Sustainability and other unknowns at the university

The parody below is based on a recent article in the Wilmington, North Carolina PortCityDaily.com by Hilary Snow. Ms. Snow begins her report: “Sustainability will soon be on the menu at UNC-Wilmington’s dining hall.”

Interview by Port City Daily of sociology Professor Leslie Hossfeld and Professor Roger Shew in UNCW’s Wagoner Hall dining center:

PCD: What is this thing you are building?

L.H.: It’s a 250-gallon aquaponics tank.

PCD: What’s aquaponics?

L.H.: An eco-friendly combination of fish farming and growing plants without soil.

PCD: What does it do?

L.H.: The large amount of waste from the fish tank is converted to fertilizer for hydroponic vegetables.

PCD: Why are you doing this?

L.H.: To remind students and faculty of the importance of sustainable food practices.

PCD: Isn’t current food farming sustainable?

L.H.: Oh, no. Scientists tell us we have to do things more sustainably, especially because climate change will make traditional farming unsustainable.

PCD: What scientists?

L.H.: Lot’s of them at our universities, such as Dr. Roger Shew one of UNC’s environmental professors here with me.

R.S.: Yes. Thanks, Dr. Hossfeld. A primary goal of this project, as an educational component of the system, is to insure peak operation. We have to monitor the water, fish and plants. Monitoring, measuring and adjusting are all part of what we do in science.

L.H.: Absolutely. I want my students to engage in examining their ecological footprint and how it relates to alternative food systems and sustainability.

PCD: What’s an ecological footprint?

L.H.: Well, it’s a measure of how much we are destroying our environment.

PCD: How’s that?

L.H.: The more we do unsustainable things, the bigger the footprint.

PCD: What’s the educational purpose of this tank?

L.H.: It’s a demonstration project to raise awareness and a teaching tool.

R.S.: Yes. And remember, Dr. Hossfeld, it will produce some food for local consumption.

L.H.: Right, Dr. Shew, and next year we expect to have a larger 500-gallon tank in another dining room.

PCD: Who pays for this project?

L.H.: Oh, I got a grant through ETEAL—UNCW’s Applied Learning Center.

PCD: How will this tank function with diners?

L.H.: This is an excellent way to bring the issues of sustainability to the students in a setting they use every day. There are countless ways in which students can learn about sustainability by simply sitting around during lunch watching it progress on a daily basis.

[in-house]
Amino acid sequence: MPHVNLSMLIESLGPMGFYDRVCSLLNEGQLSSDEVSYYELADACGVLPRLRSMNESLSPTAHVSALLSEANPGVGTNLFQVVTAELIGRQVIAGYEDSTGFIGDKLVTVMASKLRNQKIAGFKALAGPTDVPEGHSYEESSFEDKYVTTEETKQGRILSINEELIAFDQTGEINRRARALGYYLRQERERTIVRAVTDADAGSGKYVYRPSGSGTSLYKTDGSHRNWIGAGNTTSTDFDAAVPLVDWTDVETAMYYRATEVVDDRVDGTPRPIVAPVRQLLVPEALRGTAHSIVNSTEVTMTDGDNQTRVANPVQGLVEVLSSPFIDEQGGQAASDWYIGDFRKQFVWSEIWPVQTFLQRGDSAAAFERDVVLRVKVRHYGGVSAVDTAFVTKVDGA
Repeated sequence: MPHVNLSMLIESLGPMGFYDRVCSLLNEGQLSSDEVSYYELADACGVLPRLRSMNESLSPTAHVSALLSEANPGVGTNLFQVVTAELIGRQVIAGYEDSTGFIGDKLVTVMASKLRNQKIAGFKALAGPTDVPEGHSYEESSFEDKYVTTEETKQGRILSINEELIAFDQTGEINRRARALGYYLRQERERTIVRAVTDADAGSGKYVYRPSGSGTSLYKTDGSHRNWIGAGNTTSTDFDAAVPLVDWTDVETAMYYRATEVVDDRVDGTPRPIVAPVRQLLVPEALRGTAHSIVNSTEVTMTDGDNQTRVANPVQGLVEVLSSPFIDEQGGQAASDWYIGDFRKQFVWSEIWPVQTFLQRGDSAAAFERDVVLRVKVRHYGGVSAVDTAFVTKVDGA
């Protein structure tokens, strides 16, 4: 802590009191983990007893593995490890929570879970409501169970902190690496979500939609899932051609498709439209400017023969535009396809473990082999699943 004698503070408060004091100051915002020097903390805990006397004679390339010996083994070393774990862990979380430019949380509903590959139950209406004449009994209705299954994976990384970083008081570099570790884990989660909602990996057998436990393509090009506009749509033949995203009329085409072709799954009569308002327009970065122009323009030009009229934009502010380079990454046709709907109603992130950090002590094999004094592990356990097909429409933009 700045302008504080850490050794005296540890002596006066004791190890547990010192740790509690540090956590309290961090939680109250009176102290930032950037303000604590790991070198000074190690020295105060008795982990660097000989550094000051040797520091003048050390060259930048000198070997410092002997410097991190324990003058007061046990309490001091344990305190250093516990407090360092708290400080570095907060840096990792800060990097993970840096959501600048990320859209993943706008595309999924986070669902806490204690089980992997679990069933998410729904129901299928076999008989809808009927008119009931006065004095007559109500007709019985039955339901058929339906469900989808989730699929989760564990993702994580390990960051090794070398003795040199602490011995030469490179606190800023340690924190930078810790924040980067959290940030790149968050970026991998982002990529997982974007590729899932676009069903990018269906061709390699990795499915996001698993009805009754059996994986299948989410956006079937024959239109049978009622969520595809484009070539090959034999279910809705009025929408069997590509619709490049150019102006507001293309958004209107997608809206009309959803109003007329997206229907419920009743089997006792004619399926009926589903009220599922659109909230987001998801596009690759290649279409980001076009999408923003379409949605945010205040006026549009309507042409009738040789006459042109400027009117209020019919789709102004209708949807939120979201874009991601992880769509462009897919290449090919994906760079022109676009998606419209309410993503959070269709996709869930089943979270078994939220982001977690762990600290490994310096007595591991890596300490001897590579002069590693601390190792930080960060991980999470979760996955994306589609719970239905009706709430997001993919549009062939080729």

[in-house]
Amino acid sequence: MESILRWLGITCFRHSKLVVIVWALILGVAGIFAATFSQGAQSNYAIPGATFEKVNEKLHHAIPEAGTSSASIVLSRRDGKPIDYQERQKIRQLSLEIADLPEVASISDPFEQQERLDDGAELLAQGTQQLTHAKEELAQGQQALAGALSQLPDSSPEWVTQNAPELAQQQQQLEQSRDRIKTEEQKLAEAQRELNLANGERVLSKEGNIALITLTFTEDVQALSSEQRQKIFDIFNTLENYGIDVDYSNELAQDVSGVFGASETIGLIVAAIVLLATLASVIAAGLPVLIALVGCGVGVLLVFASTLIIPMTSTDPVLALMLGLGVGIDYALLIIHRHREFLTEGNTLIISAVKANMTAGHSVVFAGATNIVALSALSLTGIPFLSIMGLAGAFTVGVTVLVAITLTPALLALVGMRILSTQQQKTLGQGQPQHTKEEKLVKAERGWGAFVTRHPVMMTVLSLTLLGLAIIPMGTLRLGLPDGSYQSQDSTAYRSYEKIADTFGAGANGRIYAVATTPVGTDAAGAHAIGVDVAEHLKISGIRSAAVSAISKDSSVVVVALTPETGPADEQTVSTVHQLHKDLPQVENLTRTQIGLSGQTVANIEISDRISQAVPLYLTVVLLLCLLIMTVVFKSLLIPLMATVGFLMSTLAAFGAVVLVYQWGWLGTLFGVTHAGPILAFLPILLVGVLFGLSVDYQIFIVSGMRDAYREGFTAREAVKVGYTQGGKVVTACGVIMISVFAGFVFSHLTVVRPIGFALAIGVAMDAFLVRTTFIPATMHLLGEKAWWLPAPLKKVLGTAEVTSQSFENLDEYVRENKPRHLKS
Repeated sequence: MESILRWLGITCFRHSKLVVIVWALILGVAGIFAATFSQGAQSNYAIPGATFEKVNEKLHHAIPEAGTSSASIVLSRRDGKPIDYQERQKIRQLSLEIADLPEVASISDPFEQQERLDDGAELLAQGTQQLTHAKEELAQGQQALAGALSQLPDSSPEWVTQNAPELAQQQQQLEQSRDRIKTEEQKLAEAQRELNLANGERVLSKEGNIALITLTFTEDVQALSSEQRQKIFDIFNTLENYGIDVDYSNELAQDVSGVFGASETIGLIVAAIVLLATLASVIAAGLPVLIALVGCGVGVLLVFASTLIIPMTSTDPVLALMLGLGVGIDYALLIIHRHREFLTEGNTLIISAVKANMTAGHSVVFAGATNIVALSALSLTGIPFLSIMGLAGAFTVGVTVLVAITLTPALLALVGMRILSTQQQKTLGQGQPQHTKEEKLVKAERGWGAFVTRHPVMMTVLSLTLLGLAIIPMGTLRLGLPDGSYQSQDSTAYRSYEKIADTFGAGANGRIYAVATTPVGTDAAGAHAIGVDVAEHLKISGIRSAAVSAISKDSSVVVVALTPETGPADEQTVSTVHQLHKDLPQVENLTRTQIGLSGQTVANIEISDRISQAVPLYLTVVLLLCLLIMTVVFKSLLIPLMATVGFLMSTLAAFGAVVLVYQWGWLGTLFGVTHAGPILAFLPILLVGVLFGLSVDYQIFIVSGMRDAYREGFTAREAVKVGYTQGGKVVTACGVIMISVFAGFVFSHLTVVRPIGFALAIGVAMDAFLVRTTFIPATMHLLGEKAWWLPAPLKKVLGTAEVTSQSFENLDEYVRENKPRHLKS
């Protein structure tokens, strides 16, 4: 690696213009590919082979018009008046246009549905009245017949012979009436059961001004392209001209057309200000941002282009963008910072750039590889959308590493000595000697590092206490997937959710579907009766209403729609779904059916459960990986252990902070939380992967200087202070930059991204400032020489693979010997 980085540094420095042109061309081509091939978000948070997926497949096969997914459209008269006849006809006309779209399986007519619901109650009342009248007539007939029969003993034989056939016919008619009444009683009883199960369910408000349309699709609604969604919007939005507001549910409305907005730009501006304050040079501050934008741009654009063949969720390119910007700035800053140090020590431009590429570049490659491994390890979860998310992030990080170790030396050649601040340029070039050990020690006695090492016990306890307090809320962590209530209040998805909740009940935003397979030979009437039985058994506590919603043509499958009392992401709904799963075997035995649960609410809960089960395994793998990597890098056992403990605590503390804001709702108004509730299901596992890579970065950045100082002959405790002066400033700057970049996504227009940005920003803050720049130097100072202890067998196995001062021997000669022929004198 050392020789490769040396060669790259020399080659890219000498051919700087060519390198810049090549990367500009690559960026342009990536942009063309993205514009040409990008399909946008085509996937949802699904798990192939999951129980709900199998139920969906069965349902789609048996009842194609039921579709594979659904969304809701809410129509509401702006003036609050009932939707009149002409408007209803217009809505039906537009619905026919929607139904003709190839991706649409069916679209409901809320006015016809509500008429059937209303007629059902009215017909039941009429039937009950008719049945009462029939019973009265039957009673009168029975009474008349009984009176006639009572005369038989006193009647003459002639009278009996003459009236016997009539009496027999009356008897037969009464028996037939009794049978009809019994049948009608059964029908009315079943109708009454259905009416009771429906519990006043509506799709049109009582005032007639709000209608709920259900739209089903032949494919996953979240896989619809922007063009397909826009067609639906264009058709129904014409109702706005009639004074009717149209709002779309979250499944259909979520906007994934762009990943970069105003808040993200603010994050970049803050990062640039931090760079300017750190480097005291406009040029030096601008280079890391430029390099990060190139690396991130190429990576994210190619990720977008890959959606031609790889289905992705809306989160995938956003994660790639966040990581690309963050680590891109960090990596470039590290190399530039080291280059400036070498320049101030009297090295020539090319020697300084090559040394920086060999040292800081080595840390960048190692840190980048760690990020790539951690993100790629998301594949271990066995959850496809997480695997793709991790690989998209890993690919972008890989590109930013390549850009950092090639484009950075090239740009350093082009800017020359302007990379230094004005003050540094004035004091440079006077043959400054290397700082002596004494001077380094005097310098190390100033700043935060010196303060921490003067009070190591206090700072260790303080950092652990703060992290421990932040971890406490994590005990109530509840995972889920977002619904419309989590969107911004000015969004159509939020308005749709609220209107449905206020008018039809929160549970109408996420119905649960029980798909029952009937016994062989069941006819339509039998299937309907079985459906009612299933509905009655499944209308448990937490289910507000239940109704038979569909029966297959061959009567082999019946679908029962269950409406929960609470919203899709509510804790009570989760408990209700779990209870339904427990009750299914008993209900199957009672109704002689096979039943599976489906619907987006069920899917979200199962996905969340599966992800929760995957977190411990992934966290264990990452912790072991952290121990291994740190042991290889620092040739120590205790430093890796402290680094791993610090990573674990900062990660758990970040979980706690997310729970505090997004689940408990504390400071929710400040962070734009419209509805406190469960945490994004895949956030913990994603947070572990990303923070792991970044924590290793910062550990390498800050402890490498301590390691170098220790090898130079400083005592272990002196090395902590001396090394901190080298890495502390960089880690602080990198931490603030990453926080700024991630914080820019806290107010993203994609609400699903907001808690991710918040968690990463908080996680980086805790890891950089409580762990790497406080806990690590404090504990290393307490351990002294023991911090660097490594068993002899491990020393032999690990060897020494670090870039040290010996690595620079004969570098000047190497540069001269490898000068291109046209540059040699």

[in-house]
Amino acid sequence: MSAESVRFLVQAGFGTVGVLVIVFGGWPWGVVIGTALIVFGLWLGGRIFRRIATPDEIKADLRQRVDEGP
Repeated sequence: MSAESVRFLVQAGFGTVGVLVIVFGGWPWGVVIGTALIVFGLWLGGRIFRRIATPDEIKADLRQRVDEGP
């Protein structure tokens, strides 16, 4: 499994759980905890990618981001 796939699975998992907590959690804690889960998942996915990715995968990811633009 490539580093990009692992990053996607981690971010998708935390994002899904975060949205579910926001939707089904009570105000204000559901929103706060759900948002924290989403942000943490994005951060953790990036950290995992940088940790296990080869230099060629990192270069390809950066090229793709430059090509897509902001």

PCD: How would you summarize the importance of this project?

L.H.: This is much more than proof of concept and even more than education—we believe it is also inspirational. We’ve done many sustainable projects on campus. Students need these tangible projects that help them to develop a desire to do more, to participate and to make UNCW and the community even more sustainable.

At the end of the interview a female student passes the tank with a tray of mac-and-cheese, collard greens and a beer:

F.S.: What is that?

L.H.: It’s our new aquaponics tank.

F.S.: It’s gross; I think I’m going to throw-up.

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About R. E. Smith Jr.

Mr. Smith writes essays and commentary on politics, American history, environment, higher education and culture. He's been published in print media and at blog sites for about 25 years. Smith's formal education includes B.S. and M.S. degrees from the State University of New York and Syracuse University. He has earned a 21-credit hour Certificate in Professional Writing from the University of North Carolina-Wilmington. Training/work experience: NYS Ranger School; U. S. Army, Corp of Engineers; soil scientist and forester with USDA; Assoc. Professor at SUNY; real estate agent; small business owner.
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